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The Movie Guru: “Yes Day” predictable but sweet

Based on a children’s book, “Yes Day” follows a set of parents who used to be fun but changed because of work and parental responsibilities. (Netflix)

There’s a certain kind of family movie that lets you know exactly what you’re getting before you start watching it.

A brief glance at the trailer is usually all you need to tell you that the movie will be 1: completely inoffensive, even for small children; 2: probably based on a kid’s book; 3: full of physical comedy; and 4: will deliver some heartwarming moral. They’re basically Hallmark movies for kids, and they fill a very specific ecological niche in the movie world. Even if you’ve never seen one, you probably already know in advance whether or not you have any patience for them.

Though it’s firmly situated in that category, “Yes Day” is well-made enough to be surprisingly appealing. There’s not a lot of plot here, but heartfelt performances and light, breezy direction carry along an emotional through-line that has a little something for both kids and adults. You’ll forget the movie the moment it’s done, but you’ll have a pleasant experience on the way to the credits.



Based on a children’s book, “Yes Day” follows a set of parents (Jennifer Garner and Edgar Ramirez) who used to be fun but changed because of work and parental responsibilities. Pressure from their kids lead to the declaration of a “yes day,” which is one day where the parents say yes to anything the kids ask for (within reason). As the day progresses, however, both the kids and adults will learn that it’s important to balance both fun and responsibility.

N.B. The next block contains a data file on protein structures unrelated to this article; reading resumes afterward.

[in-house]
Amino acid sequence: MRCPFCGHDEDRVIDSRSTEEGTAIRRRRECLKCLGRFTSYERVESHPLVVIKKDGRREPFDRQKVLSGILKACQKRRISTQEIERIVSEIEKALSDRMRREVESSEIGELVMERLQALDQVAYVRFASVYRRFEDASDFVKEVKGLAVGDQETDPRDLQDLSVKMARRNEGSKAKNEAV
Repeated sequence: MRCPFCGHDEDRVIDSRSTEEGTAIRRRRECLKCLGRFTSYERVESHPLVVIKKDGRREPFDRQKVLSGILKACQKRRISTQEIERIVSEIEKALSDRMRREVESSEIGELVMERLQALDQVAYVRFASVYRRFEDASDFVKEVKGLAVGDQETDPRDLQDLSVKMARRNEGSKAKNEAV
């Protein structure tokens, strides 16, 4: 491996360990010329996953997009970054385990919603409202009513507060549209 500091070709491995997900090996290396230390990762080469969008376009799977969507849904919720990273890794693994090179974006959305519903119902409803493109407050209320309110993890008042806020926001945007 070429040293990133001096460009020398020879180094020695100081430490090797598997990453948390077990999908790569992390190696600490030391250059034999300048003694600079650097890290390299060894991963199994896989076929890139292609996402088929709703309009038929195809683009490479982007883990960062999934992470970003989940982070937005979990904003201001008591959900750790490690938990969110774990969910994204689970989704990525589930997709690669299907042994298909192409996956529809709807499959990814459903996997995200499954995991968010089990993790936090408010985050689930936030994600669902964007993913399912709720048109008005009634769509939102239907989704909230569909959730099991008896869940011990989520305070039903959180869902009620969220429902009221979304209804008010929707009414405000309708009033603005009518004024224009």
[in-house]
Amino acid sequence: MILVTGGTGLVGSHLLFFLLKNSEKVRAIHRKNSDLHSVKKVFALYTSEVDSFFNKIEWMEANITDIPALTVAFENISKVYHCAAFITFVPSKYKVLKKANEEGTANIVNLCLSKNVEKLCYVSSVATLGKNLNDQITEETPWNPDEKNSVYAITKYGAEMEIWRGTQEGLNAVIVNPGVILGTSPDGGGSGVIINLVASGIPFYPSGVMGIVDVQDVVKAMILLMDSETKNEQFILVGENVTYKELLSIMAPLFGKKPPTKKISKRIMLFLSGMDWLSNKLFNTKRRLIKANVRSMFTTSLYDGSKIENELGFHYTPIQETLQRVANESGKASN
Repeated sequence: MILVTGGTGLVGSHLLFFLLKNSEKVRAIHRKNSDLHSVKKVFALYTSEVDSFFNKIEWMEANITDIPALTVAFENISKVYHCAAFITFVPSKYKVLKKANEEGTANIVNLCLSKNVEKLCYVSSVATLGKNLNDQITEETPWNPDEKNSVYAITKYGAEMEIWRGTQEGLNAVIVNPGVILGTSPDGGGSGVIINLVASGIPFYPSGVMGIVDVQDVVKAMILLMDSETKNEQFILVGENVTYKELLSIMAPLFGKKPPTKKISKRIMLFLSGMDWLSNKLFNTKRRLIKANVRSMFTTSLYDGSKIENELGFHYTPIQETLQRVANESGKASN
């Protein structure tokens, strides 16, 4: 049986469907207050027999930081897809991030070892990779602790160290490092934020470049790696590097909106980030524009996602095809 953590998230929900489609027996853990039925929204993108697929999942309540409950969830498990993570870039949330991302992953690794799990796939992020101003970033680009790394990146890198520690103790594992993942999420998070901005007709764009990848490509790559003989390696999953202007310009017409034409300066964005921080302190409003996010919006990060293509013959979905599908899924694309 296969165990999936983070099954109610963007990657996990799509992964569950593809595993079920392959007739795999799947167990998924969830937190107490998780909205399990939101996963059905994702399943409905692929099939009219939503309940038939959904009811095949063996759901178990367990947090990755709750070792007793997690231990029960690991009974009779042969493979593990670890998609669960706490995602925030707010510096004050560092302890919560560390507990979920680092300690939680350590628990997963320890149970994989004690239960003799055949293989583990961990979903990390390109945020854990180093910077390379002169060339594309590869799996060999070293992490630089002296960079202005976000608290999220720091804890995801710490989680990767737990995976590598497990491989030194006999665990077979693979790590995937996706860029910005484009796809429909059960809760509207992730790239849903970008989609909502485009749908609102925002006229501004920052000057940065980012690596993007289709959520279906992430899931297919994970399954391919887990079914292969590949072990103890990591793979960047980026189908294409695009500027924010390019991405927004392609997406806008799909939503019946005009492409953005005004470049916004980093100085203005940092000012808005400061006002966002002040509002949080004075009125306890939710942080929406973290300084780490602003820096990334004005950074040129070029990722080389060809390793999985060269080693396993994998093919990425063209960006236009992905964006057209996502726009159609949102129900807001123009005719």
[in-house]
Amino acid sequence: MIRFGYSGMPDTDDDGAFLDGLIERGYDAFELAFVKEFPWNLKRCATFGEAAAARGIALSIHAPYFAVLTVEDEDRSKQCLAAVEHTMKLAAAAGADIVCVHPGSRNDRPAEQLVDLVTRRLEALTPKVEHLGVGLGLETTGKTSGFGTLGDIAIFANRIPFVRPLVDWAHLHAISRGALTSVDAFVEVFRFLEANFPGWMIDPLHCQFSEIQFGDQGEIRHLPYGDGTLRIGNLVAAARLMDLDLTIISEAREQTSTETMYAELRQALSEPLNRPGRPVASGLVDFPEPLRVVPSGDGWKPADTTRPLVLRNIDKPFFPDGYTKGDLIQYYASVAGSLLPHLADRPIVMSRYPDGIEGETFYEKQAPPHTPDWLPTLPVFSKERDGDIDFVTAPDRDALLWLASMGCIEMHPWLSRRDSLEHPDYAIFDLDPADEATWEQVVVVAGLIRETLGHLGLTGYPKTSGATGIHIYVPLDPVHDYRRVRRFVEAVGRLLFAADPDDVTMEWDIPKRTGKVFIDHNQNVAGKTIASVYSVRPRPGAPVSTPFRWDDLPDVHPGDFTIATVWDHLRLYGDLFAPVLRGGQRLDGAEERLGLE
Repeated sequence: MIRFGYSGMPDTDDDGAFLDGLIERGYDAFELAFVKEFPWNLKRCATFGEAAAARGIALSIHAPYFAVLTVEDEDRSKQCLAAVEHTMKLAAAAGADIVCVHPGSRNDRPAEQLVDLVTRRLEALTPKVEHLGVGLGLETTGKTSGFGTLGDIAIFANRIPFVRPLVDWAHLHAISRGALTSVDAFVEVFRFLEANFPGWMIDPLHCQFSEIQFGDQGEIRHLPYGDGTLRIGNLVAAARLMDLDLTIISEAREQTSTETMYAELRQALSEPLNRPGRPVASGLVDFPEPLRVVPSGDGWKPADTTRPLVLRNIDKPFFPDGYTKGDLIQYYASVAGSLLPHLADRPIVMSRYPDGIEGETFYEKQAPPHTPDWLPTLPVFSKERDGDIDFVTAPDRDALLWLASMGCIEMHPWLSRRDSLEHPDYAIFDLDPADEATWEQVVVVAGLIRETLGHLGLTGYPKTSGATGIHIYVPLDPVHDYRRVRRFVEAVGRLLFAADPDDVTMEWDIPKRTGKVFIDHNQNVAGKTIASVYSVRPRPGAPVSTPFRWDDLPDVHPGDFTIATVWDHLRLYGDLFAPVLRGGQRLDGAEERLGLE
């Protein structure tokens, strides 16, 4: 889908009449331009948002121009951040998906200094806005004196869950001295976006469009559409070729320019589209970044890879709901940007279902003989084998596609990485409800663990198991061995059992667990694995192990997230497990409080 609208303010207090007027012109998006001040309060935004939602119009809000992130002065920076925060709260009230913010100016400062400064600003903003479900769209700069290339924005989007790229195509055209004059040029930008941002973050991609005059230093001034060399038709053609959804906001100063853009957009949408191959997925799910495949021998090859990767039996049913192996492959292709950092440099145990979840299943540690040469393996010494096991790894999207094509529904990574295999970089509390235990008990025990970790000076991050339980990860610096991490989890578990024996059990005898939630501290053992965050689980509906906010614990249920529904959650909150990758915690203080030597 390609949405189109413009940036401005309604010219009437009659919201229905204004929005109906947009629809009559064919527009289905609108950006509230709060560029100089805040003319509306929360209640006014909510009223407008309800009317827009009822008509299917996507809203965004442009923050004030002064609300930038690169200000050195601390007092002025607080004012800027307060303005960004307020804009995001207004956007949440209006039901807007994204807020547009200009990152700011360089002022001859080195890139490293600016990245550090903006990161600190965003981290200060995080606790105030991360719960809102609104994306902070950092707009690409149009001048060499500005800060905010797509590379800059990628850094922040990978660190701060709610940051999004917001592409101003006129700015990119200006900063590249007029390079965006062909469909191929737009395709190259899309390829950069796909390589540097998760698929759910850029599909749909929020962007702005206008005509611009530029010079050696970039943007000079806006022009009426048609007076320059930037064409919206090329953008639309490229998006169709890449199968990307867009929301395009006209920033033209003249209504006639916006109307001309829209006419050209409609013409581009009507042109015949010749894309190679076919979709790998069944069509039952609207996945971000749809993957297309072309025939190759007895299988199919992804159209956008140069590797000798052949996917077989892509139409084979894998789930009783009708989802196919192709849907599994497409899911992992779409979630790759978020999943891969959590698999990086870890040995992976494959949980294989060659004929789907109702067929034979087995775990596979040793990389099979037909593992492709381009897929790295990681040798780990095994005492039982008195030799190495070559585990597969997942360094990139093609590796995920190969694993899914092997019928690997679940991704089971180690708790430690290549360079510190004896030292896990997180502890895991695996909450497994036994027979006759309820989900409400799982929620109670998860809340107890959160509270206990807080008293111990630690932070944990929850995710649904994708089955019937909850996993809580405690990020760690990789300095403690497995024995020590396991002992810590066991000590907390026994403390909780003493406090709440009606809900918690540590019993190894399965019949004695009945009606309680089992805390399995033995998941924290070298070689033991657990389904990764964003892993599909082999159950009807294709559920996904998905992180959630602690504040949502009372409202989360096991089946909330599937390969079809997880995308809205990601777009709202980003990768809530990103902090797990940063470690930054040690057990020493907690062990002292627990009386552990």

It’s not the most promising premise for a movie, and the trailer doesn’t do a lot to change minds in that area. But Garner and Ramirez are both likable and relatable, and you immediately sympathize with the issues they’re dealing with. That helps make their rediscovery of their “fun” selves far more believable than it might be, and they’re cute enough together that the resolution of their (very slight) marital issues is heartwarming.



The kids come off as more annoying, at least at first (possibly because I’m old), but kids will likely immediately relate to their individual plights. They also learn their own lessons, which isn’t a given for this type of movie, and there are moments of crisis that were surprisingly relatable. The youngest one is just precocious cuteness, but they use her sparingly enough that she doesn’t become grating.

There’s a light sprinkling of bathroom humor for the kids, some goofy outfits (prominently featured in the trailer), science fair-style chaos and a fight over a stuffed monkey. But the slapstick stays just on the right side of too much, and parents might find a few moments of catharsis in a semi-implausible paintball fight. Even better, there are some genuinely heartwarming moments sprinkled in.

If you already know you don’t like this type of movie, stay away. But if you’re already a connoisseur of the genre, then say “yes” to “Yes Day.”

Jenniffer Wardell is an award-winning movie critic and member of the Denver Film Critics Society. Find her on Twitter at @wardellwriter or drop her a line at themovieguruslc@gmail.com.

“Yes Day”

Rated: PG for some rude and suggestive material, and brief language

Screen story/screenplay by: Justin Malen, based on the book by Amy Krouse Rosenthal and Tom Lichtenheld

Directed by: Miguel Arteta

Starring: Jennifer Garner, Edgar Ramírez, Jenna Ortega, Julian Lerner, Everly Carganilla, Tracie Thoms, Fortune Feimster, Nat Faxon, Arturo Castro, and more

Grade: Two and a half stars (out of four)


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